EGU General Assembly 2022
© Author(s) 2022. This work is distributed under
the Creative Commons Attribution 4.0 License.

What are cratons?

Graham Pearson
Graham Pearson
  • University of Alberta, Earth & Atmospheric Sciences, Edmonton, Canada (

The term craton has a complex and confused etymology. Despite originally specifying only strength and stability – of the crust – the term craton has seen widespread use as referring to a region characterised by crustal basement older than 2.5 Ga, despite the fact that some such “cratons” no longer possess their deep lithospheric root and have geological histories that contnue well beyond the Archean/Proterozoic boundary.  Viscous, buoyant lithospheric mantle roots are key to the survival and stability of continental crust. Here we use a revised craton definition (Pearson et al., 2021, Nature), that includes the requirement of a deep (~150 km or greater) and intact lithospheric root, to re-examine extent and character of regions defined as crtons. The revised definition has a nominal requirement for tectonic stability since ~ 1 Ga and recognises that some regions are “modified cratons” – having lost their deep roots, i.e., they may have behaved like cratons for an extended period but subsequently lost much of their stabilising mantle roots during major tectono-thermal events. In other words, despite being long-lived features, cratons are not all permanent. The 150 km lithospheric thickness cut-off provides an optimal match to crustal terranes with 1 Ga timescale stability.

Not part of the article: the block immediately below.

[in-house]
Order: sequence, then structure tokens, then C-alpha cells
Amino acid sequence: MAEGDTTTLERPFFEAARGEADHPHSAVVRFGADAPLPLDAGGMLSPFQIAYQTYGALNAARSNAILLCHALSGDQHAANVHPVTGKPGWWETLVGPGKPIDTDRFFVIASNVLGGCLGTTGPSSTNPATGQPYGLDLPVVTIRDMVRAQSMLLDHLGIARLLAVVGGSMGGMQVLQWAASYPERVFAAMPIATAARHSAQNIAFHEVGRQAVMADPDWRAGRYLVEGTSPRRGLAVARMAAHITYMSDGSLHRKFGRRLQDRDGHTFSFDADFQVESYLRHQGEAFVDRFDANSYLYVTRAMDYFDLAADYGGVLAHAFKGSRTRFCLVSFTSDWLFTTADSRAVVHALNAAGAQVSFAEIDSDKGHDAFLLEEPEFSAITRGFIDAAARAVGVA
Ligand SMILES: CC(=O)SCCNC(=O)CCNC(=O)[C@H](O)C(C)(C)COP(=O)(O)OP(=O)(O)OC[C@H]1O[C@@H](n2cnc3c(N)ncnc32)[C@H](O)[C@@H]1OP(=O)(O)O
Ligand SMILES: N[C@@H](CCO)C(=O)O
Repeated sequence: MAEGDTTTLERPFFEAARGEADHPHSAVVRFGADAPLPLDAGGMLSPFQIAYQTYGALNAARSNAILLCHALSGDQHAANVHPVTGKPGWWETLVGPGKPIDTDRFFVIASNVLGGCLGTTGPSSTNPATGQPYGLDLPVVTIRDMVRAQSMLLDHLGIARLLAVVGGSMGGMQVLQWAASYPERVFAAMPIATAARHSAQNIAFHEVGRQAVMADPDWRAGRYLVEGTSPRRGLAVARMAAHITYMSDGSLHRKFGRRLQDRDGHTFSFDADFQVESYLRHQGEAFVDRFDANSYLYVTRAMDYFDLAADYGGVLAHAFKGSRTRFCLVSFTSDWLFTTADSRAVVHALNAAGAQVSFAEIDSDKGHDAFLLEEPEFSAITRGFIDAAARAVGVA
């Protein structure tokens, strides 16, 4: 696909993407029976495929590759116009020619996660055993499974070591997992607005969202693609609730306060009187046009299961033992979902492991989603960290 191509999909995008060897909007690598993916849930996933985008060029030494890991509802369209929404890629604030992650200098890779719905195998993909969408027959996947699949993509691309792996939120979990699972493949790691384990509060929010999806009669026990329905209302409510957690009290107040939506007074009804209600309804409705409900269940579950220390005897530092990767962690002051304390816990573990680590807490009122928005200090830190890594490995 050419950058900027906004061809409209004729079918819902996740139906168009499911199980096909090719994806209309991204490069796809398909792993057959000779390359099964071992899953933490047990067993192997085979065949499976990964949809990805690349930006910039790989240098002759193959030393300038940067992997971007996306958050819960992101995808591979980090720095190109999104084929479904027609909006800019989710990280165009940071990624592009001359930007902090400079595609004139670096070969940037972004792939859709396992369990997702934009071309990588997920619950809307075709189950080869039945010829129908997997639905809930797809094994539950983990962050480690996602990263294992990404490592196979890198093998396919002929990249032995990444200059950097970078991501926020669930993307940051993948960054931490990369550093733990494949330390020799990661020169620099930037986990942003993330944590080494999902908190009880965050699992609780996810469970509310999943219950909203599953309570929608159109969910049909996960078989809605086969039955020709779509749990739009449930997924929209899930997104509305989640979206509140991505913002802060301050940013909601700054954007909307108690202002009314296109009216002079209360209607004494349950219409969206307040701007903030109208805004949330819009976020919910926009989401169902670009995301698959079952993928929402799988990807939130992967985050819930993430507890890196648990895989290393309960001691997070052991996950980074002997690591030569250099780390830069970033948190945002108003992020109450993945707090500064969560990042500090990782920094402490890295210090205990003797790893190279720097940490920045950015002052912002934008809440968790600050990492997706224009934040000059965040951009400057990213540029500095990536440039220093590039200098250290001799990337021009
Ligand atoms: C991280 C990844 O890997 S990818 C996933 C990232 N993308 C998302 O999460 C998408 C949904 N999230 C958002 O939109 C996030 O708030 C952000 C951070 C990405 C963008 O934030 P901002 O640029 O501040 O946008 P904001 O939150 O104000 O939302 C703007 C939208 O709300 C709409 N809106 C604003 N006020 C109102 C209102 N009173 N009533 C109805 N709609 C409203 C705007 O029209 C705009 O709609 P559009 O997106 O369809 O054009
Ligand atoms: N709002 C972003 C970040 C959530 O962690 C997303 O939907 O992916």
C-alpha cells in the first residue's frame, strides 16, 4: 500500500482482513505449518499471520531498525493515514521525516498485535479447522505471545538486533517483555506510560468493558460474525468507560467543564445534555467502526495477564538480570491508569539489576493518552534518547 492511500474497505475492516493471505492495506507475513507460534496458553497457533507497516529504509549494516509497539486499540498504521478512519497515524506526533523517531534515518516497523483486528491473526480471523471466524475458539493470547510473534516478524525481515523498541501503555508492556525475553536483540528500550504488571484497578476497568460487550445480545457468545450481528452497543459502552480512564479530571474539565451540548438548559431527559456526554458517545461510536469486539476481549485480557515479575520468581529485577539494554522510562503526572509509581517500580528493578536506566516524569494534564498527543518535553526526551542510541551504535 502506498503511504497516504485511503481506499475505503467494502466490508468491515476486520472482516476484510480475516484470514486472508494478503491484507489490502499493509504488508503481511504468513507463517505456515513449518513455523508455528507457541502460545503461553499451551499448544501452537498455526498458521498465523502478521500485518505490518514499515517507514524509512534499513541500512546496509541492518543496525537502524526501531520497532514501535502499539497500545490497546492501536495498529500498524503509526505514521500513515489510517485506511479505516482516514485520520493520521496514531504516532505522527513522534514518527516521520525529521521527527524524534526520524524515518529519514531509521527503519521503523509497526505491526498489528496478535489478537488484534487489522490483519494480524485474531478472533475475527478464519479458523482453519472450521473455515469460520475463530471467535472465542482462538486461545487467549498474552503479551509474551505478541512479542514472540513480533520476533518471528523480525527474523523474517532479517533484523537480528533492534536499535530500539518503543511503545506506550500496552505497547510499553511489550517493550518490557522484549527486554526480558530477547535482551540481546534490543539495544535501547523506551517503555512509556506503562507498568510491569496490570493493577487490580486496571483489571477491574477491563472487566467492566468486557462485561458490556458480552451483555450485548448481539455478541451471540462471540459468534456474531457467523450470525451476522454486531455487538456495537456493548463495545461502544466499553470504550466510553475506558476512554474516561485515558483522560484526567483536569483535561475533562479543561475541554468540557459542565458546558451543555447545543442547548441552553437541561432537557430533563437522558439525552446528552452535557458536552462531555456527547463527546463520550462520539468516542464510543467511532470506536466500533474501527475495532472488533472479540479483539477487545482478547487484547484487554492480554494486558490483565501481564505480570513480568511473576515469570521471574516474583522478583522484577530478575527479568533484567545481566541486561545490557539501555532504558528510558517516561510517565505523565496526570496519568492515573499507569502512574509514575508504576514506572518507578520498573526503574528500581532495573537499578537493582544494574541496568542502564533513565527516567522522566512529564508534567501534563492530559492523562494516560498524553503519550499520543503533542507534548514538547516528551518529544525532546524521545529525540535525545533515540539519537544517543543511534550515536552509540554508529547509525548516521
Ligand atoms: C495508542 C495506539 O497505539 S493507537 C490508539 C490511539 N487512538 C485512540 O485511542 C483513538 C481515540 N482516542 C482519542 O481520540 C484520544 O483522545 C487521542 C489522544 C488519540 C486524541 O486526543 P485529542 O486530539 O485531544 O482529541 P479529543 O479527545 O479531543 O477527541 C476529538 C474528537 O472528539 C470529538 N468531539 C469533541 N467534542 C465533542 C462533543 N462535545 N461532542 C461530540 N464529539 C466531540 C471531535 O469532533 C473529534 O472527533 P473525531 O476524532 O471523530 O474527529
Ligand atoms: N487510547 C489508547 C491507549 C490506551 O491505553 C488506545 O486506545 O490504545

We examine the processes involved in craton ormation and growth. Seismology can help to define the lateral extent of today’s cratons, but a detailed understanding of the regional geological history, kimberlite eruption ages and geothermal conditions is required to evaluate periods of past diamond potential, no-longer evident today. 

How to cite: Pearson, G.: What are cratons?, EGU General Assembly 2022, Vienna, Austria, 23–27 May 2022, EGU22-6819,, 2022.